Over the years I have been able to establish strong relations with leading members of the US Congress. When we had some problems with the PL480 programme in the mid 1990s, they assisted in resolving the issue and even helped me in arranging visits to states exporting wheat to Guyana, so that I could meet with farmers and legislators to explain why the programme was beneficial to us and to them as well.

As recently as August 2001, Senator Charles Grassley, who is the Ranking Republican on the Senate Committee on Finance, took me on a four day trip all over his home state of Iowa to meet with the business community, civic organizations, and universities to promote Guyana and also trade with the state. Along the banks of the Mississippi River, the people who maintain the docks spoke highly of our greenheart logs which form the pilings planted in the river, and insisted that they would continue to need Guyana's greenheart for further expansion work.

I have also addressed Chambers of Commerce and business organizations in Washington, Houston, Dallas, Richmond, St. Louis, Los Angeles, Chicago, Lansing, Miami, and Baltimore, among other cities.

In addition, the mainstream Washington newspapers have published encouraging articles about Guyana. Actually, over the past year, Guyana has had more favourable media attention in Washington, both in the press and radio, than any other Caribbean country. This is not accidental. It is also because of persistence on the part of the Embassy and close contacts cultivated with these media. I have appeared on National Public Radio on a number of occasions to promote Guyana. I do not know of any other third world ambassador who has done so. Further, I remain the only Ambassador over the past decade who has addressed a full sitting of the Senate in a state legislature, that of Michigan, two years ago. At least, for that state, no other foreign Ambassador has ever done so before in its history.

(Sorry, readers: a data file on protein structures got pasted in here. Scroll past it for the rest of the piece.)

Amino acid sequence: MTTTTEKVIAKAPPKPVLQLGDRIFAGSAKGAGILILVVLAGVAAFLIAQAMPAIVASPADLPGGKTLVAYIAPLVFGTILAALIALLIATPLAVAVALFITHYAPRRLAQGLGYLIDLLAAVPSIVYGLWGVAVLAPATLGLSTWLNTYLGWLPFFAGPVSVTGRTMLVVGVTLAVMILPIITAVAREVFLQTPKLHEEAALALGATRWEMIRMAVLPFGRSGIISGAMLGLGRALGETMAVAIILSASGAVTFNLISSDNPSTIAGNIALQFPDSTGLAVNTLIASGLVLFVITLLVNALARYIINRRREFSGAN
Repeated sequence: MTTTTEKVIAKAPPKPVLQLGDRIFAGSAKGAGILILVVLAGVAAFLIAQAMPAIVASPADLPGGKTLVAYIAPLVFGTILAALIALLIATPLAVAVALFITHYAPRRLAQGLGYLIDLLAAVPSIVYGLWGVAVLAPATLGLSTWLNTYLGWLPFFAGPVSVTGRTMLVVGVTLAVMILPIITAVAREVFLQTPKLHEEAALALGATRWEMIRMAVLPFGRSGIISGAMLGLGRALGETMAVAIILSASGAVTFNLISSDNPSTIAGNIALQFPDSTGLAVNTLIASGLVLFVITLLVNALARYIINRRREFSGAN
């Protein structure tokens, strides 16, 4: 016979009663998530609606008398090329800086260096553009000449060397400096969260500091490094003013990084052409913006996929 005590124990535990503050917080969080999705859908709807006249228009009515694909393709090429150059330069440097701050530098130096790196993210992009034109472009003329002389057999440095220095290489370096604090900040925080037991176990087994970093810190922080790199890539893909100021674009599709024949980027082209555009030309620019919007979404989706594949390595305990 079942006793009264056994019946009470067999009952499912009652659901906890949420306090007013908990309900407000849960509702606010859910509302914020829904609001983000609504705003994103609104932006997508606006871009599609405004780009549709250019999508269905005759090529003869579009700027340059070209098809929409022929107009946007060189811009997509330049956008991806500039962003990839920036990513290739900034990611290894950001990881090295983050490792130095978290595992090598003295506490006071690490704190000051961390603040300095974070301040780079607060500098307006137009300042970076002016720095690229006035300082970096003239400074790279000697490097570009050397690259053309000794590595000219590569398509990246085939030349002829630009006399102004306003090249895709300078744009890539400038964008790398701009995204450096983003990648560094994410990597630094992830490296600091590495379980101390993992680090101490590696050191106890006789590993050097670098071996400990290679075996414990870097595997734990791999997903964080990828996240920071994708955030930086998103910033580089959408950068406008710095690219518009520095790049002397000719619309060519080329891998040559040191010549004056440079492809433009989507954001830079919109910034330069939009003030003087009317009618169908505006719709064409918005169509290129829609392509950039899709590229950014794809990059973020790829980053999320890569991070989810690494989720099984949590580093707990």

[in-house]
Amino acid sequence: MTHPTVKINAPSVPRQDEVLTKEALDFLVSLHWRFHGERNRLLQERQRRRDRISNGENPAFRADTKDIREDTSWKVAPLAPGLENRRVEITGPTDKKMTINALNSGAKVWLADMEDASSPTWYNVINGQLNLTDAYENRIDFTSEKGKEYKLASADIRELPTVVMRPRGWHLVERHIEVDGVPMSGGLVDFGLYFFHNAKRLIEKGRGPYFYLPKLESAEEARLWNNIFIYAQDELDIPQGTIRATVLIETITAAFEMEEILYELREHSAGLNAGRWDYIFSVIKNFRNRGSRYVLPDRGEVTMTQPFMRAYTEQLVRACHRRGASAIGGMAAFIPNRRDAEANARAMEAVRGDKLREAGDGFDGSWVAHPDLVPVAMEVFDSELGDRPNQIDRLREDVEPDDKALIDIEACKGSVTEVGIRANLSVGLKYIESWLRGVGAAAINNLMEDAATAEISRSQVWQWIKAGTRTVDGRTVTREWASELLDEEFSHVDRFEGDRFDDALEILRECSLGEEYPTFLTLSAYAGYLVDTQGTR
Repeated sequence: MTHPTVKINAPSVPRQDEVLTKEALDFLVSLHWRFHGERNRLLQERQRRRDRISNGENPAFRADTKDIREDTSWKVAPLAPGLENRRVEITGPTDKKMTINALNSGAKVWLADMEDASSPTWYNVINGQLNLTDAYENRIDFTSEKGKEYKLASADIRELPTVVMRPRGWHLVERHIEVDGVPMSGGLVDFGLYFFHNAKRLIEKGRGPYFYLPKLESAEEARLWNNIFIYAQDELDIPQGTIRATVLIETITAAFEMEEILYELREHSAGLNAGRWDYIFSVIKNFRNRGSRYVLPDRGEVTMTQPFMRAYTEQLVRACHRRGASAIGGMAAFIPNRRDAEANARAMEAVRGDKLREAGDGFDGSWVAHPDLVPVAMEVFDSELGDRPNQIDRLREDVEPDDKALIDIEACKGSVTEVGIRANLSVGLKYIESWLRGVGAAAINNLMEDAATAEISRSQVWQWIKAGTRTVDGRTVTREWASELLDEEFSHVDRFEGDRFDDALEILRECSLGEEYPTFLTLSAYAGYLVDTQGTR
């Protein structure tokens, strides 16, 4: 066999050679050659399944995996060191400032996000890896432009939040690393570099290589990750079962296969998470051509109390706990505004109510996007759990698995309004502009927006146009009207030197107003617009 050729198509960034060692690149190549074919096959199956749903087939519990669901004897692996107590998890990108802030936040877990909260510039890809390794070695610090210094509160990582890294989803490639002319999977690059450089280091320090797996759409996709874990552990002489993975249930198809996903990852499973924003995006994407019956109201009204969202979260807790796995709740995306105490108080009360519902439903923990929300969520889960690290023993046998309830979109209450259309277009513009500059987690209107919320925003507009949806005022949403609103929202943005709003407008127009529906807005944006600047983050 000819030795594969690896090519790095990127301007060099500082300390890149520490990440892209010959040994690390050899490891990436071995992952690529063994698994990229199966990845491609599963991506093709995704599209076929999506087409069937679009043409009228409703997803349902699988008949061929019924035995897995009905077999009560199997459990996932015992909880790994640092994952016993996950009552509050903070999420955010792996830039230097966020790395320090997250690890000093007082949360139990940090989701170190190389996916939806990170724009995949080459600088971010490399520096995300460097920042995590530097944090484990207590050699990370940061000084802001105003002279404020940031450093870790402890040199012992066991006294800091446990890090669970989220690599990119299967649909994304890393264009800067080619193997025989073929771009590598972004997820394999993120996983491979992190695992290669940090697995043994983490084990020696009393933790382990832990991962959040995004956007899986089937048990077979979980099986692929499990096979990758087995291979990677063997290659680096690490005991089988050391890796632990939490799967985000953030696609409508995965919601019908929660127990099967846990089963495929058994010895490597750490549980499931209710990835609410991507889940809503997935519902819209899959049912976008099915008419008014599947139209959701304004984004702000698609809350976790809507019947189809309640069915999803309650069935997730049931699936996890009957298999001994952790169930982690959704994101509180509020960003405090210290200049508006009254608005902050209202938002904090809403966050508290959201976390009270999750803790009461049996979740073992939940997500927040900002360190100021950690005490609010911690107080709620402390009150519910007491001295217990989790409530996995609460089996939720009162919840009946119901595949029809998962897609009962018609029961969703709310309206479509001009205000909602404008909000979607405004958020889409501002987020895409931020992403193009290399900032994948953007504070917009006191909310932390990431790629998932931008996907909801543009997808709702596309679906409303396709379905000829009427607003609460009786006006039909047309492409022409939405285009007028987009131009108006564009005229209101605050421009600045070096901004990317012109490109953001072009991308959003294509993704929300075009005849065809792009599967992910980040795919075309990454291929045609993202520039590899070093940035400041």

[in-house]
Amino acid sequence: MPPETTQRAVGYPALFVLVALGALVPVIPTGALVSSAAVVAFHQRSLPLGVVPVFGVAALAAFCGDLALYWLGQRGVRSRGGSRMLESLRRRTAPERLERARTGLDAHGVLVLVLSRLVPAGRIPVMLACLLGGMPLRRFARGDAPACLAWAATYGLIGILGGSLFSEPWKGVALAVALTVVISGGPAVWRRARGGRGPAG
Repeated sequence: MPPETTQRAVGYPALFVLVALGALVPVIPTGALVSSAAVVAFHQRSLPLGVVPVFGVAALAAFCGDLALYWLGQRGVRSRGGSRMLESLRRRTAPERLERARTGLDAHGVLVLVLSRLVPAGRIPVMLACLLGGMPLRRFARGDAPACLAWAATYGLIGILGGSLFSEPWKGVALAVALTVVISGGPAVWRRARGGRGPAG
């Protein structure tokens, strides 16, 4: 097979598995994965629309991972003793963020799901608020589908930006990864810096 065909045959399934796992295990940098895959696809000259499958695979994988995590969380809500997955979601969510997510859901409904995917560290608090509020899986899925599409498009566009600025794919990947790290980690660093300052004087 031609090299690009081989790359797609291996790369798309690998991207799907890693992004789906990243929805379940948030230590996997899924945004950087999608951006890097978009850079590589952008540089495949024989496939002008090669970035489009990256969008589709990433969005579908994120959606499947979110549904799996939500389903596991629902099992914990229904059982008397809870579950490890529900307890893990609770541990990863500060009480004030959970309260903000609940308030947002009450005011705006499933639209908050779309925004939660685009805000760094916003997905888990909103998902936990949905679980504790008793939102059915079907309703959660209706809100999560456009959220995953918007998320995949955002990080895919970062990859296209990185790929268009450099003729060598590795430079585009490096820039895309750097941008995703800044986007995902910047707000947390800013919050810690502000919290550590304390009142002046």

And it was in Lansing, Michigan, that I visited a large Ford plant, and met with the top executives of that company. This was before the Ford Explorer's tyre related accidents. We talked then about the potential of the Guyana Brazil road link, and I certainly suggested to them about examining the possibility of establishing a plant or even a factory for manufacturing auto or farm machinery parts in Guyana. While one has to be optimistic, one also has to face reality. Ford, or any large company like that, will have to do their marketing analysis before deciding on such an operation. There are not many Ford plants in South America, but if Ford has to build a new one and has to choose a location in Guyana, Brazil, Chile or Peru, I am sure the company will opt for a location where it will have a large market, even if other factors are considered and that location may not be Guyana.

Incidentally, all the executives I talked with knew about Guyana and that we speak English. They said they knew about Guyana since they were in high school. One of them even told me that his uncle served as an air force pilot at Atkinson Field in 1943. I don't know where Mr. Ramsaroop met his Ford "executive", but certainly it was not in Lansing, Michigan.

If I recall correctly, Mr. Ramsaroop was part of a political group that claimed to have a long list of potential investors, including Americans, all lined up to start business in Guyana after March 2001. Since I am sure that Mr. Ramsaroop has Guyana's interest at heart, he himself can help by introducing these potential investors to the Embassy or to the relevant authorities in Guyana. Many other Guyanese nationals in the United States do so all the time.

Yours faithfully,

Odeen Ishmael